Starring – Henry Coombes, David Sillars, Jonathan Leslie, Marcella Mclntosh
Directed by Henry Coombes
I was so over therapy until I saw Seat In Shadow.
Actually, I’m still over therapy, because apparently therapy is over me, but Seat in Shadow proves that not all therapies are created equal. Some of them actually work! Or at least they do in movies.
Seat In Shadow is about Albert (in a crazy kick ass performance by David Sillars, who also co-wrote the film), an eccentric painter/Jung-inspired psychotherapist who reluctantly agrees to help a friend’s gay grandson, Ben (played with all too realistic perfection by Jonathan Leslie), who has debilitating depression and severe issues with body hair. And it being a movie, during their very unconventional therapy sessions, the therapist gets some therapy as well. And where can I get a therapist like Albert?
I’ve been in and out of therapy for twenty years now. In mostly instead of out, although for the last year I have been out of therapy because I had a conventional therapist who suddenly went unconventional on me, and this unconventional behavior led me to suddenly urgently need to get my ass out of there because she was actually damaging me instead of helping me. Let’s just say when your therapist becomes a fan of your writing, that isn’t necessarily a good thing. I now know what it’s like to have a sycophantic fan and after that awful experience, I will never understand why anyone would ever want to be famous if that is a side effect. And that is just one example of the awful experiences I have had with therapists in the twenty years I have mostly been seeing therapists when apparently I should have just said no thanks. I’ve had everything from a therapist trying to convince me that I wasn’t gay, to one that kept trying to convince me that not only was she NOT gay, but neither was her son (huh??!!), to a therapist who lectured me on how I couldn’t have possibly ever experienced homophobia as a child since I didn’t know I was gay when I was a child (another big, HUH??!!). Yes, I have had every bad therapist that is out there or else all therapists out there are bad. Take your pick, it ain’t good news either way.
So, when I turned on Seat In Shadow, I was ready to try some unconventional therapy from an unconventional therapist, because I’ve gone the conventional therapy route and it hasn’t helped me one damn bit. The only therapy that ever seemed to help me is the therapy I’ve gotten from TV shows and movies. Everything from The Sopranos to Please Like Me to The Prince of Tides have seen me through some dark days thanks to the unconventional therapists in them or the realistic portrayals of depression. And now I can add Seat In Shadow to that list of therapy from entertainment that has helped me more than the actual, in real life professional kind. Which is sad, because I really don’t think I should be getting the best therapy I’ve ever had from TV and movies, but it’s better than nothing, I guess.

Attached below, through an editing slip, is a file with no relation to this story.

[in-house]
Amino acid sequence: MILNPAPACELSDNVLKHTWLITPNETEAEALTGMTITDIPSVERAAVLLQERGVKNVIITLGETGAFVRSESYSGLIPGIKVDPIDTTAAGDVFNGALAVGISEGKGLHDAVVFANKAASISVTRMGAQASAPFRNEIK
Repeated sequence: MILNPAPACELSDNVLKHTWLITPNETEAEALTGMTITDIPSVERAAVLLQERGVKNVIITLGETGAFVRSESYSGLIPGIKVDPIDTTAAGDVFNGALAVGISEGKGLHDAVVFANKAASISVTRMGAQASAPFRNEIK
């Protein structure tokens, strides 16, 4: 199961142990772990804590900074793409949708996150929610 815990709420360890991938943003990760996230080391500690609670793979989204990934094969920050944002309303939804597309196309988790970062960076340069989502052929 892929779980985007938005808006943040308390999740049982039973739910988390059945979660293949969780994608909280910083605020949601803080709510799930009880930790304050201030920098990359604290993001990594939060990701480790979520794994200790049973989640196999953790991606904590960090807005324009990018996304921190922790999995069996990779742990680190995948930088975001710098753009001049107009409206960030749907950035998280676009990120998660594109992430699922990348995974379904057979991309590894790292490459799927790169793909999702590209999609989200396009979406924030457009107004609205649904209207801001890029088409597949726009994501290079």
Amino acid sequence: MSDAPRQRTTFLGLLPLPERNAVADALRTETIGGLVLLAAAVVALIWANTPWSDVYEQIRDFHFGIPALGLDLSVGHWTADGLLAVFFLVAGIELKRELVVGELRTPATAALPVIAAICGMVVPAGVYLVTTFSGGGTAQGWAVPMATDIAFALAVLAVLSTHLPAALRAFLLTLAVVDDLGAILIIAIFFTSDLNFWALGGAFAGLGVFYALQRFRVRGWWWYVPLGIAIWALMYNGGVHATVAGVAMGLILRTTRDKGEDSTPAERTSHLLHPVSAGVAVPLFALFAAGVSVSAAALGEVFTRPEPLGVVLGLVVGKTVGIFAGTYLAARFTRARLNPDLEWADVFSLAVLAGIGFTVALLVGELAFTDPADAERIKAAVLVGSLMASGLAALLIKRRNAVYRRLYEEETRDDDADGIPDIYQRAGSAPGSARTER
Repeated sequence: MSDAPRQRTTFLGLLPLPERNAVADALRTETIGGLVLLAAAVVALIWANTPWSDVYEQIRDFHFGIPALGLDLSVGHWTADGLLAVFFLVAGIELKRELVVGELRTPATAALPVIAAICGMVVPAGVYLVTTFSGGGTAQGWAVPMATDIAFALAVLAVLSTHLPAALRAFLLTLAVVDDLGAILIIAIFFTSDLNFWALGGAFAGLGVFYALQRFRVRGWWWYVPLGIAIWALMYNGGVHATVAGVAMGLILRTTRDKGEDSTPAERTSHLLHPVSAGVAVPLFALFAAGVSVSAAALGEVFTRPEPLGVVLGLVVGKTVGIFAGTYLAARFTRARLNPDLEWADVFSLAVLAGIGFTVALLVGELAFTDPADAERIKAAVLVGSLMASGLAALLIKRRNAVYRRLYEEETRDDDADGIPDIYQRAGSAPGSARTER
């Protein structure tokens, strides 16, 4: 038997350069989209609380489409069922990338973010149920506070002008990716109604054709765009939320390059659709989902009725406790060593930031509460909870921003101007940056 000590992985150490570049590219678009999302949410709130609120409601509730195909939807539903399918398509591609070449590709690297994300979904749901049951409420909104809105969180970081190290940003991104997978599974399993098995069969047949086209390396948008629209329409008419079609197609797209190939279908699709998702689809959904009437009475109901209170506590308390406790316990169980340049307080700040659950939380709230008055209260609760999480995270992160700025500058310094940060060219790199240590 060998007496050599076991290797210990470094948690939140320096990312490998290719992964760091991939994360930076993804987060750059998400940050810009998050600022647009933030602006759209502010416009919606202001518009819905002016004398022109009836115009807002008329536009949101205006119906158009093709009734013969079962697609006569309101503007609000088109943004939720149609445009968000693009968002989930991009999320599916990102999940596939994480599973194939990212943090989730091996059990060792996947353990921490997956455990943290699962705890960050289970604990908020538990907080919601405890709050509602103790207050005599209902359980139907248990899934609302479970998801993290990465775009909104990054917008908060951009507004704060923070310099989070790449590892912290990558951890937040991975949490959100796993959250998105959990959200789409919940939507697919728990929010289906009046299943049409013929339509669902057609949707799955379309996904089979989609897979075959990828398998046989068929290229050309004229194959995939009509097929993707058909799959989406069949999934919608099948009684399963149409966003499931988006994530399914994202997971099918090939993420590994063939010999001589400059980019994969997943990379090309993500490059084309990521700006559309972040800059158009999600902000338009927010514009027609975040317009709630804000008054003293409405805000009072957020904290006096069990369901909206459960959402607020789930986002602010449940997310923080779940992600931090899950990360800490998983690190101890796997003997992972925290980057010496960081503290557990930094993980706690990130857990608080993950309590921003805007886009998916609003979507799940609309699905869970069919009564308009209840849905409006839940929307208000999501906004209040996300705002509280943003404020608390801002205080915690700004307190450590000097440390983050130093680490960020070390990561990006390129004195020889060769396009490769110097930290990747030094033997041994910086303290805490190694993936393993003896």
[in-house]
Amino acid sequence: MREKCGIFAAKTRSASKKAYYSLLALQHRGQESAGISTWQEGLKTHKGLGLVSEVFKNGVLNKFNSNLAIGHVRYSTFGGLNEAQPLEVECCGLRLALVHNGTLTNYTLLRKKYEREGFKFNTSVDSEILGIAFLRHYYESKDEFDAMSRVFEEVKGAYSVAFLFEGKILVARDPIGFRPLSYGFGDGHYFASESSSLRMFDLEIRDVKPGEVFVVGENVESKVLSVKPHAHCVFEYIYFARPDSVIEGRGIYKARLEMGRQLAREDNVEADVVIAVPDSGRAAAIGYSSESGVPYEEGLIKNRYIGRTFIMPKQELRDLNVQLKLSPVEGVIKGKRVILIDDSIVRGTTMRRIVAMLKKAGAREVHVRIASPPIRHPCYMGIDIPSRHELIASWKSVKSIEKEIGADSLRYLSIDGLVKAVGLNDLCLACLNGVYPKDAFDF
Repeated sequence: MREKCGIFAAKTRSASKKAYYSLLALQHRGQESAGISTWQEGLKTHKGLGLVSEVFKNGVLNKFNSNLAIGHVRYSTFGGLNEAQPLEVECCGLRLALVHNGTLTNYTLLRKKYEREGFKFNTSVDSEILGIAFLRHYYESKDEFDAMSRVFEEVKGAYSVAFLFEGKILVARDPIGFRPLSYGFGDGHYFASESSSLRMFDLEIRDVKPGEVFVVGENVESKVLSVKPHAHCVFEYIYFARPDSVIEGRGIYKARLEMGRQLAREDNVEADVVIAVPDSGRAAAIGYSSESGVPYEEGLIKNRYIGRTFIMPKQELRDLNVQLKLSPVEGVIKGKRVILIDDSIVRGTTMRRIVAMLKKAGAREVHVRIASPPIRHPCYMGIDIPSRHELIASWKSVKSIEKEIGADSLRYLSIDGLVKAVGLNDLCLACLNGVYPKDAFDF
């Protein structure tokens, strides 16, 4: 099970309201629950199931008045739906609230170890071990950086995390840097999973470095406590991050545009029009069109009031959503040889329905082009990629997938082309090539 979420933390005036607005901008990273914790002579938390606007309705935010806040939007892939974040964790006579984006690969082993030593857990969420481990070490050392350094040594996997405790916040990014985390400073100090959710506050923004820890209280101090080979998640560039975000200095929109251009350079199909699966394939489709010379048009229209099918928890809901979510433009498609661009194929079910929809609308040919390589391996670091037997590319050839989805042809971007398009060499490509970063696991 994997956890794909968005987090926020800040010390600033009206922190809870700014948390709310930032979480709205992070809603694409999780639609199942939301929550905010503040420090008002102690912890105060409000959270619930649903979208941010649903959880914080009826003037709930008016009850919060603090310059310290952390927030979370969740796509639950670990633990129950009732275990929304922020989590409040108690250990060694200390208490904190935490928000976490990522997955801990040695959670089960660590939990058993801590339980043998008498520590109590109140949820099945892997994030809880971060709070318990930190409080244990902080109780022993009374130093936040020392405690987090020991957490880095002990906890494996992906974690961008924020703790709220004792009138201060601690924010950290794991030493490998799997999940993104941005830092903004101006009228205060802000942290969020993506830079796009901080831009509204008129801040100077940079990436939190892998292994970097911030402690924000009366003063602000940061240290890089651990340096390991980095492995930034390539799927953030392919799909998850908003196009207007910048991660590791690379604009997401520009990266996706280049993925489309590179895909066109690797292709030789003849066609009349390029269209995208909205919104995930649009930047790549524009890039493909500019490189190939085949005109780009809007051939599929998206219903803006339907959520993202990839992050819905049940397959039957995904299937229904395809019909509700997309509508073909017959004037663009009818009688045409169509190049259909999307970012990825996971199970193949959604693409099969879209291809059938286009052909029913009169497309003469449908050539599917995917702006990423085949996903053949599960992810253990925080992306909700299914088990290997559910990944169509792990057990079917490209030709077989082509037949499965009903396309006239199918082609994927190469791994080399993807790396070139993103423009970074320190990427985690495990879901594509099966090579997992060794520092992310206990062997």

Besides therapy being awful in my real life versus pretty damn good in my TV life, Seat In Shadow is one wild ride of a movie that sends your emotions all over the damn place. Wait, where are my emotions going now? Oh no, not there! Wait, I like that emotion. Can we stay on that nice emotion for a while? It is definitely an unconventional movie. As unconventional as Albert is with his therapy techniques. So unconventional is this movie, that as I’m sitting here trying to figure out how to describe it, going through scenes in my head, trying to put words to the pictures I’m seeing, but I can’t seem to find the words other than it is simply a beautifully gritty movie. Henry Coombes, the director and co-writer of Seat In Shadow, is a painter in real life and it shows in this film. Scenes in the movie are often times like looking at a painting, which could be why I can’t quite find the words to describe the movie. Whenever I see a painting that takes my breath away, I never seem to have words for the experience. And I guess that is what happened with Seat In Shadow. It’s a beautiful painting that you just have to see for yourself because there are no words to describe it. At least not for me. But like all art, Seat In Shadow isn’t necessarily for everyone because this movie is a thinker too. Images come and go and it’s up to you to decide what’s going on and what it all means. Humanity as a whole doesn’t seem to put in a lot of effort with thinking, so if you watch movies purely to escape, this one won’t let you escape. It pulls you in and makes you sit there in the characters’ pain and loneliness and frustration at life. It makes you figure out what it all means. And what it all meant to me was that life is always hard, you can’t escape that, but we need each other to survive it and we can if we just help each other.
I needed a good therapist to survive my hard life, but instead I got a lot of good therapy in my entertainment watching instead. That isn’t right. That isn’t fair. But that’s life. We all want to feel loved and to feel safe and that is what Seat In Shadow and life is all about. And after you watch Seat In Shadow, you might find yourself like me, finally feeling a little bit safe too.
Seat In Shadow is now available on DVD and VOD. You can get more information about the film from Peccadillo Pictures. And to check out some of Henry Coombes paintings, which actually helped me understand the movie even better, check out his website.
P.S.: Henry Coombes is also a psychotherapist in real life, which is probably why the therapy in this film felt so real. So Henry, taking any new patients? This girl needs a good therapist. 😉